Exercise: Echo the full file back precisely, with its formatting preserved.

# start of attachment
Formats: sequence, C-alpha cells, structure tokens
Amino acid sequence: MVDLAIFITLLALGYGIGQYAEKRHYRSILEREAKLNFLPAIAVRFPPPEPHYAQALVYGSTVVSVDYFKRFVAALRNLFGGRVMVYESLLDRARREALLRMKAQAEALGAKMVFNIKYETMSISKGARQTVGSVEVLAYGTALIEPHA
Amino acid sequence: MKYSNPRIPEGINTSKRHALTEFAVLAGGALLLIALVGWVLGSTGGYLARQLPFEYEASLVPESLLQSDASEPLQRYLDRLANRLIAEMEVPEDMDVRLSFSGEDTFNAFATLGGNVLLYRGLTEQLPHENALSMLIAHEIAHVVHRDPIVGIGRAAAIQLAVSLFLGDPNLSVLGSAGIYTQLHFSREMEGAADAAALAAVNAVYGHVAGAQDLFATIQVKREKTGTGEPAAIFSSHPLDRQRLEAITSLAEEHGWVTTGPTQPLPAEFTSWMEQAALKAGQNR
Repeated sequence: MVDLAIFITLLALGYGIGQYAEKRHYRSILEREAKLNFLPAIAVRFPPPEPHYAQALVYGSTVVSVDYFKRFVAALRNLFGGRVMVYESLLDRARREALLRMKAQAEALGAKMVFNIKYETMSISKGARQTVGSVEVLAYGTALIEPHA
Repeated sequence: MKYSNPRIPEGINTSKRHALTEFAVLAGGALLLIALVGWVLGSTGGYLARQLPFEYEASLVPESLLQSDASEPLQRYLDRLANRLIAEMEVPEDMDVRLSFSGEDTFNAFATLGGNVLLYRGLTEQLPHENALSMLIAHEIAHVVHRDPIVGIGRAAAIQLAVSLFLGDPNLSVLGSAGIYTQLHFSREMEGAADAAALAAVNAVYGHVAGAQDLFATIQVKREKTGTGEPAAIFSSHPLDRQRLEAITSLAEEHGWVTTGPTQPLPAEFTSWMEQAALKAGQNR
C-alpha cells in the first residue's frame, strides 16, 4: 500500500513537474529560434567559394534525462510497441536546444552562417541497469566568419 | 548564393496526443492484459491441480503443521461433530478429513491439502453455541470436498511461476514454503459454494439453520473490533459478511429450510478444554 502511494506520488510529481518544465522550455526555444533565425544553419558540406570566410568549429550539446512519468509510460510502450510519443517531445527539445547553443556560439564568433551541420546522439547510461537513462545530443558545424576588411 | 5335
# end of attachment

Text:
Formats: sequence, C-alpha cells, structure tokens
Amino acid sequence: MVDLAIFITLLALGYGIGQYAEKRHYRSILEREAKLNFLPAIAVRFPPPEPHYAQALVYGSTVVSVDYFKRFVAALRNLFGGRVMVYESLLDRARREALLRMKAQAEALGAKMVFNIKYETMSISKGARQTVGSVEVLAYGTALIEPHA
Amino acid sequence: MKYSNPRIPEGINTSKRHALTEFAVLAGGALLLIALVGWVLGSTGGYLARQLPFEYEASLVPESLLQSDASEPLQRYLDRLANRLIAEMEVPEDMDVRLSFSGEDTFNAFATLGGNVLLYRGLTEQLPHENALSMLIAHEIAHVVHRDPIVGIGRAAAIQLAVSLFLGDPNLSVLGSAGIYTQLHFSREMEGAADAAALAAVNAVYGHVAGAQDLFATIQVKREKTGTGEPAAIFSSHPLDRQRLEAITSLAEEHGWVTTGPTQPLPAEFTSWMEQAALKAGQNR
Repeated sequence: MVDLAIFITLLALGYGIGQYAEKRHYRSILEREAKLNFLPAIAVRFPPPEPHYAQALVYGSTVVSVDYFKRFVAALRNLFGGRVMVYESLLDRARREALLRMKAQAEALGAKMVFNIKYETMSISKGARQTVGSVEVLAYGTALIEPHA
Repeated sequence: MKYSNPRIPEGINTSKRHALTEFAVLAGGALLLIALVGWVLGSTGGYLARQLPFEYEASLVPESLLQSDASEPLQRYLDRLANRLIAEMEVPEDMDVRLSFSGEDTFNAFATLGGNVLLYRGLTEQLPHENALSMLIAHEIAHVVHRDPIVGIGRAAAIQLAVSLFLGDPNLSVLGSAGIYTQLHFSREMEGAADAAALAAVNAVYGHVAGAQDLFATIQVKREKTGTGEPAAIFSSHPLDRQRLEAITSLAEEHGWVTTGPTQPLPAEFTSWMEQAALKAGQNR
C-alpha cells in the first residue's frame, strides 16, 4: 500500500513537474529560434567559394534525462510497441536546444552562417541497469566568419 | 548564393496526443492484459491441480503443521461433530478429513491439502453455541470436498511461476514454503459454494439453520473490533459478511429450510478444554 502511494506520488510529481518544465522550455526555444533565425544553419558540406570566410568549429550539446512519468509510460510502450510519443517531445527539445547553443556560439564568433551541420546522439547510461537513462545530443558545424576588411 | 5335